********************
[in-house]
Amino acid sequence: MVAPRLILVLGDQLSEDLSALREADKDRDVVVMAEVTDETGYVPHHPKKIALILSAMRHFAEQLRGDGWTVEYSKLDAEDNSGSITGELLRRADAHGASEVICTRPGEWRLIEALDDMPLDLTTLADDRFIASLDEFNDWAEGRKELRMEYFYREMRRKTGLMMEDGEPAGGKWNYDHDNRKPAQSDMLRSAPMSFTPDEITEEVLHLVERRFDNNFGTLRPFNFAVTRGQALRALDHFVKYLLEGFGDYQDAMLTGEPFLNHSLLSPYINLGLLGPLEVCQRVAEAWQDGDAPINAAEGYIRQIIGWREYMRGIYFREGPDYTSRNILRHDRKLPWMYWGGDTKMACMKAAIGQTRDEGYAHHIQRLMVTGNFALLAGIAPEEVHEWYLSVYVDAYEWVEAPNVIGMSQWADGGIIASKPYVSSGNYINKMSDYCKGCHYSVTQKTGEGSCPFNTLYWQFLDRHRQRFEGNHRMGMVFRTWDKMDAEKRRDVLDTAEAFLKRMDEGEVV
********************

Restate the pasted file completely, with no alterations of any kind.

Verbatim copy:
[in-house]
Amino acid sequence: MVAPRLILVLGDQLSEDLSALREADKDRDVVVMAEVTDETGYVPHHPKKIALILSAMRHFAEQLRGDGWTVEYSKLDAEDNSGSITGELLRRADAHGASEVICTRPGEWRLIEALDDMPLDLTTLADDRFIASLDEFNDWAEGRKELRMEYFYREMRRKTGLMMEDGEPAGGKWNYDHDNRKPAQSDMLRSAPMSFTPDEITEEVLHLVERRFDNNFGTLRPFNFAVTRGQALRALDHFVKYLLEGFGDYQDAMLTGEPFLNHSLLSPYINLGLLGPLEVCQRVAEAWQDGDAPINAAEGYIRQIIGWREYMRGIYFREGPDYTSRNILRHDRKLPWMYWGGDTKMACMKAAIGQTRDEGYAHHIQRLMVTGNFALLAGIAPEEVHEWYLSVYVDAYEWVEAPNVIGMSQWADGGIIASKPYVSSGNYINKMSDYCKGCHYSVTQKTGEGSCPFNTLYWQFLDRHRQRFEGNHRMGMVFRTWDKMDAEKRRDVLDTAEAFLKRMDEGEVV